Thursday, April 16, 2015

Have you ever....

had a project that you just couldn't seem to complete? 

It's a quilt that you love and want to finish it but when it gets to a certain point it's just stuck and try as you might things just don't seem to be going right. 

This is where I am with my Milky Way Medallion quilt that I pattern tested last year. I love this quilt and all the colors and fabrics that I used. It was a growing experience for me to put something like this together. Last year, I got the top completed and I even got the thing basted 
but now when I try to quilt it things aren't working out. Things are going badly and the frustrations are mounting so the project gets put back to the side ... again. 

I have had a busy couple of weeks and my first night I had to sew in about a week turned more into a marathon of seam ripping and fighting the quilt than anything that resembled relaxing quilting. This was the 2nd attempt -- the first was far worse. 
I was hoping to get this one quilted to take to stash bash and be able to work on the binding during down times but unless things get more cohesive this weekend I do not think that will be happening, and that makes me more upset. 

I don't want to end up hating this quilt so, now I am at a dilemma with this quilt --- should I send it to another quilter and have it quilted for me? 

I know people send quilts out all the time but, I've never had another person quilt anything for me before. I don't really know what to expect from the process. She is a big girl at over 80 inches square but not the largest quilt that I've quilted myself -- so then cost might be a factor (again the unknown) but it could be worth the piece of mind. I do know some very awesome ladies that I would more than trust to do it -- either on a long arm or at a sit down like a tiara. Any feedback or thoughts are appreciated, I have a few options -- sit on the project until we can be friends again, learn to long arm and work my way up to quilting it myself, send it to another quilter or purge on with it until things work out and make good friends with the seam ripper if they don't.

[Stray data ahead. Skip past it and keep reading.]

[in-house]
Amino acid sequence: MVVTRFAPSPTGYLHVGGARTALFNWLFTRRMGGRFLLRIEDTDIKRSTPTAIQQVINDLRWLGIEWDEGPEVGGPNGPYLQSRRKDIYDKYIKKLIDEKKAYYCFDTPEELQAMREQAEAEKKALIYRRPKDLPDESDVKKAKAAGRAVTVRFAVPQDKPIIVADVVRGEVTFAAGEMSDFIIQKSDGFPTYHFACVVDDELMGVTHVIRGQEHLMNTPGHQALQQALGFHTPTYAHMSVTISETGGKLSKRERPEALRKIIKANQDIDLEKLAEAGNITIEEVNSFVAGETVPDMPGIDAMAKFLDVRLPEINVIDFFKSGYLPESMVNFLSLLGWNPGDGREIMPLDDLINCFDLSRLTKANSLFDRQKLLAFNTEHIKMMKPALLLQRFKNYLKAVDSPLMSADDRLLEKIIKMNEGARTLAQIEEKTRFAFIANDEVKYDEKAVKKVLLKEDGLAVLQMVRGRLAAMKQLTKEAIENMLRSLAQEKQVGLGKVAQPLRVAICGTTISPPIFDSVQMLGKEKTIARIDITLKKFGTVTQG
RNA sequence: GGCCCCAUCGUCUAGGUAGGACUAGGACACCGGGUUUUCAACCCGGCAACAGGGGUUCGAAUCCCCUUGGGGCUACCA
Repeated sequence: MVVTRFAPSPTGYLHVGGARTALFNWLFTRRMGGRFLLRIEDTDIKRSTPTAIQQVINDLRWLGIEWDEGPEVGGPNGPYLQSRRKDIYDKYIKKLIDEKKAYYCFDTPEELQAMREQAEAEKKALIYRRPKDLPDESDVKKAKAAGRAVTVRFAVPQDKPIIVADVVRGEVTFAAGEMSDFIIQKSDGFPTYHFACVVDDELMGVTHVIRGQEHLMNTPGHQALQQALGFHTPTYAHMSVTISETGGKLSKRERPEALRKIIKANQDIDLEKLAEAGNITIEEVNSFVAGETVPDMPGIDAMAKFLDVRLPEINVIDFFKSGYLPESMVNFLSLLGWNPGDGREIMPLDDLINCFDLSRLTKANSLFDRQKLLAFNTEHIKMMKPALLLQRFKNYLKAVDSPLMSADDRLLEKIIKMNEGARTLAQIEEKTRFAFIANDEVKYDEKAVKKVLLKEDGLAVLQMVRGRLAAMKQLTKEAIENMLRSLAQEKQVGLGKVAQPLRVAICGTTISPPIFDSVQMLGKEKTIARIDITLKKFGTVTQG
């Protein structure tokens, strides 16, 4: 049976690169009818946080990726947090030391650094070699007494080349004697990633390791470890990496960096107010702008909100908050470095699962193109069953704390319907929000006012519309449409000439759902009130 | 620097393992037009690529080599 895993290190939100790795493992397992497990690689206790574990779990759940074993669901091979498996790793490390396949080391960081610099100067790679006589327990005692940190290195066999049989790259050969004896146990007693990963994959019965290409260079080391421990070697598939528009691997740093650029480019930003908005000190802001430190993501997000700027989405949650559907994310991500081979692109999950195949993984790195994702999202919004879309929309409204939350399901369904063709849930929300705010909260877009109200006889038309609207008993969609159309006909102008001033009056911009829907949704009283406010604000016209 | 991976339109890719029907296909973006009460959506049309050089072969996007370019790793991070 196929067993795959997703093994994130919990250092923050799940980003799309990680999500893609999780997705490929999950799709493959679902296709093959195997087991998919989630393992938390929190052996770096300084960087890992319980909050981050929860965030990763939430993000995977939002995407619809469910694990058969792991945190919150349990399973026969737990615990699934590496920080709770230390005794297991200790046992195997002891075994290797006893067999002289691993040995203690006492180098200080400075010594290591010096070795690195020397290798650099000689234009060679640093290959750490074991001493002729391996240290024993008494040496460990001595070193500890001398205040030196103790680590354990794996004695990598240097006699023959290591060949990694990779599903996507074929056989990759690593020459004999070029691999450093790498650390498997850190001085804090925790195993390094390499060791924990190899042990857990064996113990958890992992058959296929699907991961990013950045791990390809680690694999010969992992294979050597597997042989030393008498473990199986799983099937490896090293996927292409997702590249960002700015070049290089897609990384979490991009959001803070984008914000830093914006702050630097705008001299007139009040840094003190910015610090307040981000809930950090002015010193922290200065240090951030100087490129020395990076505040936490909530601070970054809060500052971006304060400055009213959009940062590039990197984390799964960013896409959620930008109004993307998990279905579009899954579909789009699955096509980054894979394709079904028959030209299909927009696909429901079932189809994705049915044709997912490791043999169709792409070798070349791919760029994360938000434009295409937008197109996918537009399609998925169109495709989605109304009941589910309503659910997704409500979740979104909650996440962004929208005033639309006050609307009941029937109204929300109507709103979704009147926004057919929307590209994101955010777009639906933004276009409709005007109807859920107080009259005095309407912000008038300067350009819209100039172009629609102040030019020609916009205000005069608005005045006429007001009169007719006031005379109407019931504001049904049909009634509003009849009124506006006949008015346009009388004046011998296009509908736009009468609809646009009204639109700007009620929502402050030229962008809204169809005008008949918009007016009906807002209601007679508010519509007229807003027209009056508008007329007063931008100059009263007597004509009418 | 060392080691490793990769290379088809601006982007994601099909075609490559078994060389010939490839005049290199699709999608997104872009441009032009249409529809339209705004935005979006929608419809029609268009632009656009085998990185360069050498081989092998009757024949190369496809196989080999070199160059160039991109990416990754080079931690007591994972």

Thanks Everyone. 


  1. Looks like you are really 'dragging' this thru the machine. SOmetimes the mix of heavy seaming on the front and the mix of different fabrics with a pieced back cause this. If it is a simple open meander you are going for - I think for peace of mind would be to have it longarmed - not sure what the pricing is in your area (you can get quotes), but to me it would be worth it. I now quilt most of mine, but when I run into a 'head clunker' I find it easier on myself to send it out.

  2. I have had a few quilts that have had this issue too, and I know the frustration that can happen (my first medallion quilt had the same problems). To me this looks like your thread tension is too loose - maybe try tightening it - sometimes I have to tighten mine a ton until it works correctly. It depends on the thread. I made a practice sandwich and changed my thread tension until it was finally working correctly and was able to finish the quilt.

    Are you using a thread you don't normally use?

  3. I've also found that no matter what I do with the tension, certain bobbins are bee-yatches. Like their tension wasn't right when they were wound. I feel ya, girl.

  4. Its a beautiful quilt! If its for you I would get it custom quilted. Gina or Laura. If its one you are going to sell a pantograph.

  5. It really is a pretty quilt and I'm so sorry that you are struggling with the quilting. It just might be worth the peace of mind to hand it over to a longarmer so that you will love it again. Best of luck with whatever you decide.

  6. Love your medallion quilt - your color palette is gorgeous. It's large size would encourage me to send it out to a long-armer if it were mine.

  7. This quilt is so pretty that it's a shame it's giving you such a problem. If it were me, I would send it out and have someone else quilt it. That way you can just enjoy it when it returns, without all the bad "energy" from all the quilting troubles. Sometimes the quilts are like children--they behave for others but not for their parents!

  8. If I put an uncooperative quilting project to the side for a few weeks and work on some other rewarding projects -- I'm always drawn to making bags -- I can often return to quilting with fresh eyes and renewed energy. Good luck!